Controlling neglected tropical diseases may be key to US foreign policy

Jan 27, 2009

Stating that neglected tropical diseases (NTDs) not only promote poverty but also destabilize communities, former Health and Human Services Secretary Tommy Thompson and Sabin Vaccine Institute President Peter Hotez call upon the public-health and foreign-policy communities to embrace medical diplomacy and NTD control as a means to combat terrorism in an article published January 27 in the open-access journal PLoS Neglected Tropical Diseases.

In "Waging Peace through Neglected Tropical Disease Control: A US Foreign Policy for the Bottom Billion," Thompson and Hotez make a strong case for the new U.S. presidential administration to engage in medical diplomacy as a critical piece of its foreign policy agenda. Defining medical diplomacy as "the winning of hearts and minds of people in the Middle East, Asia, Africa, and elsewhere by exporting medical care, expertise, and personnel to help those who need it most," the authors say that strengthening U.S. efforts to eliminate NTDs would help end the cycle of poverty in areas of conflict and promote peace and economic prosperity.

The authors cite recent scientific analysis of the adverse impact of NTDs on agricultural productivity, education, future wage earnings, and the health of mothers and children in low-income countries, demonstrating the "multiple and intimate connections between pervasive NTDs and conflict." They note that many nations that are considered diplomatic "hot spots" for the United States exhibit high rates of NTDs, with up to 50% of their populations suffering from one or more NTD.

"As the most common afflictions in the world's areas of conflict and strife, and among the most common bases for diminished agricultural productivity, food insecurity, ignorance, and community destabilization, NTDs represent an obvious target for medical diplomacy," says Hotez, President of the Sabin Vaccine Institute, Distinguished Research Professor and Walter G. Ross Professor & Chair of Microbiology, Immunology, and Tropical Medicine at The George Washington University School of Medicine. "NTD control is also highly cost-effective, with treatment of the seven most common NTDs averaging a remarkable 50 cents per person, per year."

"Acts of compassion destroy the rhetoric of terrorists, and the world responds best to America when it provides medical humanitarian relief to the world's war-torn and poorest regions," says former Secretary Thompson, Global Ambassador of the Global Network for Neglected Tropical Diseases. "President [Barack] Obama and Secretary of State [Hillary] Clinton have a unique opportunity to engage in proven effective medical diplomacy strategies aimed at eliminating NTDs and fostering global prosperity and stability."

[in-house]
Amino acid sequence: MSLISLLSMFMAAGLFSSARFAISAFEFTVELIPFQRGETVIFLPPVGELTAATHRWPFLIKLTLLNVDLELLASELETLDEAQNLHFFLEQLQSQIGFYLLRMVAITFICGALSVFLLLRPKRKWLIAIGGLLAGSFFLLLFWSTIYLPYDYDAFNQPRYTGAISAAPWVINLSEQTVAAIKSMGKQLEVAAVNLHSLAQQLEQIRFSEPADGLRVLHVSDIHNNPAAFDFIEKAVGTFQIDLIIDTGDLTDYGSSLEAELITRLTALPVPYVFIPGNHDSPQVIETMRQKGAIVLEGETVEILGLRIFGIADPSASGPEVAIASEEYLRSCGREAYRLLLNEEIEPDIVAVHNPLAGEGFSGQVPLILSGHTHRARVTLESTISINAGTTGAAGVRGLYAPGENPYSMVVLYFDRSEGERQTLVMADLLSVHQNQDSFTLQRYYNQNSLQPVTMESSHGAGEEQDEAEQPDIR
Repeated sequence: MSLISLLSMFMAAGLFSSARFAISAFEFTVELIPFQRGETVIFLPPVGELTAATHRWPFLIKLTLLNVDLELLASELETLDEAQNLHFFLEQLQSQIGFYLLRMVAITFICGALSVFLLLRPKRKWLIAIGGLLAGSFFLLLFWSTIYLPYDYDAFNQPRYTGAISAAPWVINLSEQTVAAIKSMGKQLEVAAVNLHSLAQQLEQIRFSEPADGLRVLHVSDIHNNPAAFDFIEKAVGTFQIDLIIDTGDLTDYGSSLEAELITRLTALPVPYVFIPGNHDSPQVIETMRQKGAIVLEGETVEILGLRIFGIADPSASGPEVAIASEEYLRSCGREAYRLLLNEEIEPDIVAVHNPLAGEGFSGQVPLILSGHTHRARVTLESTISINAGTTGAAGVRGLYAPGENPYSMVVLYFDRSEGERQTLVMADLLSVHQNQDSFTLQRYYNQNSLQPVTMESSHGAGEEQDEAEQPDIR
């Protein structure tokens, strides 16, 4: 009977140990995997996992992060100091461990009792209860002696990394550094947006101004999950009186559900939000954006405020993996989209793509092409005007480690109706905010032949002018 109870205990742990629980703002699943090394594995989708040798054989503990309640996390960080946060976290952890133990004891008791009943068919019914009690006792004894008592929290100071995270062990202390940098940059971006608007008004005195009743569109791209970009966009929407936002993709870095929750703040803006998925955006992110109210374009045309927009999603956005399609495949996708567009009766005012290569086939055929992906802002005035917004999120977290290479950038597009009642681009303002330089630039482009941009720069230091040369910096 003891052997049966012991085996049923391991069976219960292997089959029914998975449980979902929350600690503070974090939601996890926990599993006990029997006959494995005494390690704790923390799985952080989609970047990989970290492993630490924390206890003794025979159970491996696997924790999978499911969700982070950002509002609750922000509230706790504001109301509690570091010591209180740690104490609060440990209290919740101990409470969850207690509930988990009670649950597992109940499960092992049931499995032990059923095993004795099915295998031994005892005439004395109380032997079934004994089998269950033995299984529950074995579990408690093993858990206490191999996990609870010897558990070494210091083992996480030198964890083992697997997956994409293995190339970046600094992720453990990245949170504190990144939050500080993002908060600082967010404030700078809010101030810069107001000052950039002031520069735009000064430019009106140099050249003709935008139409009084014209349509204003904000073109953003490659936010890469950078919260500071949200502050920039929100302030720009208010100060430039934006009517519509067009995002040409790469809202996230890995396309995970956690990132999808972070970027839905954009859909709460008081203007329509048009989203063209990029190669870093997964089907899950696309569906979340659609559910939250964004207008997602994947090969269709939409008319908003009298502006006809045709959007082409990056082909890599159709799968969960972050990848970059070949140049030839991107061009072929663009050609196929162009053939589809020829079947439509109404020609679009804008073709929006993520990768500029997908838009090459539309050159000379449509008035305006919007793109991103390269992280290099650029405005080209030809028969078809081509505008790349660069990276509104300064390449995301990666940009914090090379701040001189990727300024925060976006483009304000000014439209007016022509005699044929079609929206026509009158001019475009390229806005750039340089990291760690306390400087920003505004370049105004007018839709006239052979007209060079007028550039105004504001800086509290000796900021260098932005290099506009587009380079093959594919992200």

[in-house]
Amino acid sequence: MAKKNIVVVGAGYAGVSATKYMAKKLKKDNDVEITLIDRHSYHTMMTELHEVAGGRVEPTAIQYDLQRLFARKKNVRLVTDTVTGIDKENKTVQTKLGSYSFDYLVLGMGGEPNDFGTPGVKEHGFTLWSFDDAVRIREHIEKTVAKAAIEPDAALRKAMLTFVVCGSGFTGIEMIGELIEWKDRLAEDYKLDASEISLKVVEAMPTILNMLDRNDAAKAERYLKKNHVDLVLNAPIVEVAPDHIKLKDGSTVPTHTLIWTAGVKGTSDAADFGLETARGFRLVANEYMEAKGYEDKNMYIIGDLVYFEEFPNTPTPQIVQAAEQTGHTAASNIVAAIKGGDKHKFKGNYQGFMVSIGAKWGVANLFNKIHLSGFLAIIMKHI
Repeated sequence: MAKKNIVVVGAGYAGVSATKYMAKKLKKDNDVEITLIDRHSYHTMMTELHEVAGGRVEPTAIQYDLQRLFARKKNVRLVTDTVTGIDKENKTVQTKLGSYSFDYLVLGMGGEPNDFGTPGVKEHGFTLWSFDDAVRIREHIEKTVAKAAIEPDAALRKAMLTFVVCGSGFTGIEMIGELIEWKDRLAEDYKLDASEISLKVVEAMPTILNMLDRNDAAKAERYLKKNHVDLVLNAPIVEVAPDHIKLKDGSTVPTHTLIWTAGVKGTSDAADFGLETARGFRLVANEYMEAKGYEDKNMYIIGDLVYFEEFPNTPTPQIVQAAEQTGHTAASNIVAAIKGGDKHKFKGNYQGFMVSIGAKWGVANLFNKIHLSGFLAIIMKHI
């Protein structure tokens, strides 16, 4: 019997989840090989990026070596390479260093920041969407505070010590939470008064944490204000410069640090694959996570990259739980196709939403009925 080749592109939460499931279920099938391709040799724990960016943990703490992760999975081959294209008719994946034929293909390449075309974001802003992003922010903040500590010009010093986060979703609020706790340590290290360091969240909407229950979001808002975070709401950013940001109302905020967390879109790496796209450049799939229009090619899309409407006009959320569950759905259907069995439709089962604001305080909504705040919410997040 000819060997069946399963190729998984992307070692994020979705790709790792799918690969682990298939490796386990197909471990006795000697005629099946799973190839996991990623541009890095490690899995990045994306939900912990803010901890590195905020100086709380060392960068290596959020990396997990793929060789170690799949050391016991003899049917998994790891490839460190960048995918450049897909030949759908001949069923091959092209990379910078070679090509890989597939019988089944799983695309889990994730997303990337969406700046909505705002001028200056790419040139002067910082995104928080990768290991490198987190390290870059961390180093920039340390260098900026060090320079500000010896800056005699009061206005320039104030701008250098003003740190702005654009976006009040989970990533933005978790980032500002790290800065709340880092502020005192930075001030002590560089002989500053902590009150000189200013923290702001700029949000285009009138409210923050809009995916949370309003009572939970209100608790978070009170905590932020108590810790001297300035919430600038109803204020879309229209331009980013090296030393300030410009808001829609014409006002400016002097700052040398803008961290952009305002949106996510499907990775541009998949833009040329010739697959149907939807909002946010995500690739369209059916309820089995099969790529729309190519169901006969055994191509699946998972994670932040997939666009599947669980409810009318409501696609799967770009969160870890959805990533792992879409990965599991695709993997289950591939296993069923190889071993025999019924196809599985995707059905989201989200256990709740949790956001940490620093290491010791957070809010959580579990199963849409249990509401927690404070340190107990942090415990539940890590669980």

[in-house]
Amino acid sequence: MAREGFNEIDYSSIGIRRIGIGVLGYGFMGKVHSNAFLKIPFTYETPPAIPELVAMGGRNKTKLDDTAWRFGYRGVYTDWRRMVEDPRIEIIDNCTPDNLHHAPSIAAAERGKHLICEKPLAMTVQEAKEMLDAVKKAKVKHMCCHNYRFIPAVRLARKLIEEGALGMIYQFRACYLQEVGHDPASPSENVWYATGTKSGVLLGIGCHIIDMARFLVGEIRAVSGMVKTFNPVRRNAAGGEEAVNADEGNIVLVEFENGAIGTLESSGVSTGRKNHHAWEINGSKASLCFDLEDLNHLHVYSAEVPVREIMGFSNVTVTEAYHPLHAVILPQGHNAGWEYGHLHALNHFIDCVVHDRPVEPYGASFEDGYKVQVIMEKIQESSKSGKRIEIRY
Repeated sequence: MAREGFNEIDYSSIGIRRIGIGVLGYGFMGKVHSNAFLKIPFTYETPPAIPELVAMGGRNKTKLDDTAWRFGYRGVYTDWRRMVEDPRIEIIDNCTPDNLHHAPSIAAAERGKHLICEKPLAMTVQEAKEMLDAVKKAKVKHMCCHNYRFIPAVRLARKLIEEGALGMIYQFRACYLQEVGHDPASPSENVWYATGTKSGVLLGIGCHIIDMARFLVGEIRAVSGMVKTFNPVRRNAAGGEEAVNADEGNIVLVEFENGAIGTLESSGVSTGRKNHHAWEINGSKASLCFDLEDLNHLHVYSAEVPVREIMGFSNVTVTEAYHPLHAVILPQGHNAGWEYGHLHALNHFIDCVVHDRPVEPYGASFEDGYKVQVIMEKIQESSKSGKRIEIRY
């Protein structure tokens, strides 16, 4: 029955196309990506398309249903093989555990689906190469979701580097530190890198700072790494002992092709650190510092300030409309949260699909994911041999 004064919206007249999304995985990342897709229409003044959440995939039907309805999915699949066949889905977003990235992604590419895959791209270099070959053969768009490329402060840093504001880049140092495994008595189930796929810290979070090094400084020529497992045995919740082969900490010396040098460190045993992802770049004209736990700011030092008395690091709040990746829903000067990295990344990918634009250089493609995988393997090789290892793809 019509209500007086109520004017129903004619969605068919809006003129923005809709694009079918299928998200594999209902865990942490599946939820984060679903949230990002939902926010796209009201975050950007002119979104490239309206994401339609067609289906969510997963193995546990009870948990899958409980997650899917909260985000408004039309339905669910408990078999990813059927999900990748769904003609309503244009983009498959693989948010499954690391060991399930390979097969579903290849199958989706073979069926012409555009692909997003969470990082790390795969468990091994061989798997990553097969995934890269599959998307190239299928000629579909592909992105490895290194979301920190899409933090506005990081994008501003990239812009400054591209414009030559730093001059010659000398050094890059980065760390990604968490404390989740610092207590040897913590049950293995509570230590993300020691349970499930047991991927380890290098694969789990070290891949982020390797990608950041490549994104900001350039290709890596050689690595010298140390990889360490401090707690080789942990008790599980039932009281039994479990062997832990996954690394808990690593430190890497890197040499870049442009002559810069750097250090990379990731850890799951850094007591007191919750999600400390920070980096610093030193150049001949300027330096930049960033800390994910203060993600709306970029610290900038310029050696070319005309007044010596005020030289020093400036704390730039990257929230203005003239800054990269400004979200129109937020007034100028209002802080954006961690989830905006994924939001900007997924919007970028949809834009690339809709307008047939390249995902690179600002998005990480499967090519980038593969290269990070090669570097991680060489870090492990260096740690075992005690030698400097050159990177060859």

NTDs are devastating, debilitating, and deadly diseases that affect 1.4 billion people living on less than US$1.25 a day. Control or elimination of several NTDs, including ascariasis, trichuriasis, lymphatic filariasis, trachoma, and onchocerciasis, can be achieved for a fraction of the cost of treatment for HIV/AIDS or tuberculosis. The authors note that, "in practical terms, this means that the entire at-risk populations of war-torn areas and areas of conflict in sub-Saharan Africa could be treated for one year at roughly the cost of one or two F/A-18 Hornet fighter jets."

Citation: Hotez PJ, Thompson TG (2009) Waging Peace through Neglected Tropical Disease Control: A US Foreign Policy for the Bottom Billion. PLoS Negl Trop Dis 3(1): e346. doi:10.1371/journal.pntd.0000346 dx.plos.org/10.1371/journal.pntd.0000346

Source: Public Library of Science

Explore further: 'Ebola will return', veteran scientist warns

Related Stories

NSA winds down once-secret phone-records collection program

8 hours ago

The National Security Agency has begun winding down its collection and storage of American phone records after the Senate failed to agree on a path forward to change or extend the once-secret program ahead of its expiration ...

Pipeline that leaked wasn't equipped with auto shut-off

9 hours ago

The pipeline that leaked thousands of gallons of oil on the California coast was the only pipe of its kind in the county not required to have an automatic shut-off valve because of a court fight nearly three ...

Uber drivers fined in Hungary

9 hours ago

The Hungarian tax authority fined Uber drivers in its first probe against the ride-sharing service which the economy ministry said Saturday "ignores passenger safety" and must be made to follow regulations.

Recommended for you

'Ebola will return', veteran scientist warns

4 hours ago

Congolese expert Jean-Jacques Muyembe may be little known to the public, but he has been one of the world's top Ebola investigators since the first epidemic erupted in central Africa in 1976.

Score IDs patients with upper extremity DVT at low risk

19 hours ago

(HealthDay)—For patients with upper-extremity deep vein thrombosis (DVT), six easily available factors can be used to create a score that identifies those at low risk of adverse events during the first ...

Combined drug treatment combats kidney disease

May 29, 2015

A recent discovery by drug researchers whereby coupling specific cell membrane receptors has altered kidney cell function has triggered a re-think of how to treat chronic kidney disease (CKD) more effectively.

Active substance targeting dreaded hospital germs

May 29, 2015

In the German Center for Infection Research (DZIF), scientists have conducted clinical studies on an active substance against the dreaded hospital pathogen Staphylococcus aureus: a highly effective protein from bacteriophages ...

User comments : 0

Please sign in to add a comment. Registration is free, and takes less than a minute. Read more

Click here to reset your password.
Sign in to get notified via email when new comments are made.